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    First Tropical Depression of Season May Brew in Eastern Pacific, Eye Acapulco

    By Frank Strait, Senior Meteorologist
    May 09, 2014, 12:28:31 AM EDT

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    AccuWeather.com meteorologists are monitoring an area of the East Pacific for a potential tropical development this week. The usual hurricane season in the East Pacific begins on May 15, but conditions are favorable this year for an early start.

    An area of disturbed weather, currently about 900 miles southwest of Acapulco, Mexico, will attempt to become better organized this week as it moves to the northeast.

    Thanks to warmer-than-usual sea surface temperatures attributable to a developing El Nino in the East Pacific and a lack of disruptive winds above the sea surface, there is a chance that this area of disturbed weather will acquire tropical characteristics.

    According to AccuWeather Hurricane Expert Dan Kottlowski, "Steering winds will direct the zone of showers and thunderstorms associated with the disturbance toward the middle of the Mexican Riviera with a threat for excessive rainfall and potentially strong wind for this area, including Acapulco."


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    Kottlowski stated that there is a slight chance for showers and thunderstorms to become better organized prior to making landfall in Mexico.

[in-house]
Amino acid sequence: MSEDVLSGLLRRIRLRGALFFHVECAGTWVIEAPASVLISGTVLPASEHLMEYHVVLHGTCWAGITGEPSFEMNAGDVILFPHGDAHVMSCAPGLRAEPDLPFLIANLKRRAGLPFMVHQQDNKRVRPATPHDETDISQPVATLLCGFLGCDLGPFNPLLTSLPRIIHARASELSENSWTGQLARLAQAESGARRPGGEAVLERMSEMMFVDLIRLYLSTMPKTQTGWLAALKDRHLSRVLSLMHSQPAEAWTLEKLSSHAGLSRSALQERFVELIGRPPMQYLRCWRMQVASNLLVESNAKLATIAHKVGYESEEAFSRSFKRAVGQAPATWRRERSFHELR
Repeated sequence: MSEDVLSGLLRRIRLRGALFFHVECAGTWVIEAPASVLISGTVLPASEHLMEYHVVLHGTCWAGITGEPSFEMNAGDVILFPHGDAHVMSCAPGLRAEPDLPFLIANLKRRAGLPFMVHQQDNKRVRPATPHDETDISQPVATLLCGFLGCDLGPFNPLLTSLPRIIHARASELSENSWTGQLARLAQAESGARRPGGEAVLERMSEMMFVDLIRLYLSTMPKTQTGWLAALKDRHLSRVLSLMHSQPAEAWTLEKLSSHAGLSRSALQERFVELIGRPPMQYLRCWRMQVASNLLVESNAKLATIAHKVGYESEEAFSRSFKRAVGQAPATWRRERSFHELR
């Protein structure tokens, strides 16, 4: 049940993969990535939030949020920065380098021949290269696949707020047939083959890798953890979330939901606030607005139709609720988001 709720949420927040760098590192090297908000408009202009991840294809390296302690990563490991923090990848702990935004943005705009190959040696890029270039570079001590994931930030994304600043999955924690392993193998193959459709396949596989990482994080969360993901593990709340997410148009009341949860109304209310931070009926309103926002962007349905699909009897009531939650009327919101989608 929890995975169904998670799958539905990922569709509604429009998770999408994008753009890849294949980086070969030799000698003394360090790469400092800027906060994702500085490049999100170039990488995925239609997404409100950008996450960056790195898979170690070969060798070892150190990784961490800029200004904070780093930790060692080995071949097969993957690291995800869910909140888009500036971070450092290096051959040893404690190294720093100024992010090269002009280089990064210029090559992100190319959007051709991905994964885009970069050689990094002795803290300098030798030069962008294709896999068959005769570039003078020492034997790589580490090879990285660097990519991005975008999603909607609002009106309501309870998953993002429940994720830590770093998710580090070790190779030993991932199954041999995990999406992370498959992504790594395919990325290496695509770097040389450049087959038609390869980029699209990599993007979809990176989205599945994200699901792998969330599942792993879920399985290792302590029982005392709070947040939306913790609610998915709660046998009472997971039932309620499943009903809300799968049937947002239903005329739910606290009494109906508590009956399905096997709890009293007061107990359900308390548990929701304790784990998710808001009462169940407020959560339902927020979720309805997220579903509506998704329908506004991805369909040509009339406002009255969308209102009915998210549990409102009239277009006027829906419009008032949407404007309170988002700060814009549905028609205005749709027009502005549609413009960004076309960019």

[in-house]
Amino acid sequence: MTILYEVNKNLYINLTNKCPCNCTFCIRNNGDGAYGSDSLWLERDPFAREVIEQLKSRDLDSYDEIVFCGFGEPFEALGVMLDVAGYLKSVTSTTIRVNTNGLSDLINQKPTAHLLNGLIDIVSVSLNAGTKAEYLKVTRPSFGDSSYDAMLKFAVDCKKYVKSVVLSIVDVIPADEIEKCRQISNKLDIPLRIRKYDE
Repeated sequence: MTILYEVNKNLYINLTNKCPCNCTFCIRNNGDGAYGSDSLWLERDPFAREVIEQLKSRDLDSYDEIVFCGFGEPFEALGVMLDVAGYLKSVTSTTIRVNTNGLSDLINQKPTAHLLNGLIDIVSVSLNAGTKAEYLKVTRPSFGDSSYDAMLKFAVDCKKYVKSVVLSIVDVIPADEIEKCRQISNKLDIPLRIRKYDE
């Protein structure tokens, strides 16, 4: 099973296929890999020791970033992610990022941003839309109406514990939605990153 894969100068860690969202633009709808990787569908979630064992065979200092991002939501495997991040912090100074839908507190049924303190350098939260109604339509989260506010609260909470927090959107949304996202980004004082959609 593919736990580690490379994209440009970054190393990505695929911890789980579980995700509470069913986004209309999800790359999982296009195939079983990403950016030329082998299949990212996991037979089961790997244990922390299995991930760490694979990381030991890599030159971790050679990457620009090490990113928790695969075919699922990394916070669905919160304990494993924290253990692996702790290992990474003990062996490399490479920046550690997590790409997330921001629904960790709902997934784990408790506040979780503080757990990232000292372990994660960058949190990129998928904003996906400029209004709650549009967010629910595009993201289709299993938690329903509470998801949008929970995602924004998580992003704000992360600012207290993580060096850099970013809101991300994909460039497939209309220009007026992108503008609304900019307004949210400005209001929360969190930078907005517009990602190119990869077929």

The first name on the list of Eastern Pacific tropical cyclones for 2014 is Amanda.

    A storm system now moving into the western United States and Mexico will create a southwesterly steering flow for this system. This means that any potential tropical cyclone in this area will likely track toward southwest Mexico.

    Regardless of strength, heavy rainfall will be the greatest threat from this storm. Areas from Manzanillo to Huatulco remain at greatest risk.

    Some areas, including those around Acapulco, are still recovering from feet of rainfall that caused widespread flooding and deadly mudslides in September when Tropical Storm Manuel made landfall along the coastline near Manzanillo.

    Manuel brought devastating impacts to both the tourist and agricultural industry of the region. An early start to the hurricane season combined with an expected El Nino, which tends to result in more tropical storms in the Eastern Pacific, could have major impacts on the region once again.


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    The track of this potential storm will play a role in how intense it can get. The waters in this area are running 2-3 F (1-1.5 C) warmer than usual for this time of year, in the low to middle 80s F (28-29 C). However, the warmest waters and the greatest depth of warm waters are found over the southern end of the Mexican Riviera.

    Therefore, should the storm track toward Acapulco or especially toward areas southeast of there, it has the potential to be stronger than if it were to track more toward Manzanillo or points to the northwest where waters are cooler.

    At this point, residents of the Mexican Riviera and others with interests in the area should keep in touch with further developments and make sure that early preparations for the hurricane season are complete by midweek.

    Meteorologists Eric Leister and Alex Sosnowski contributed to this story.

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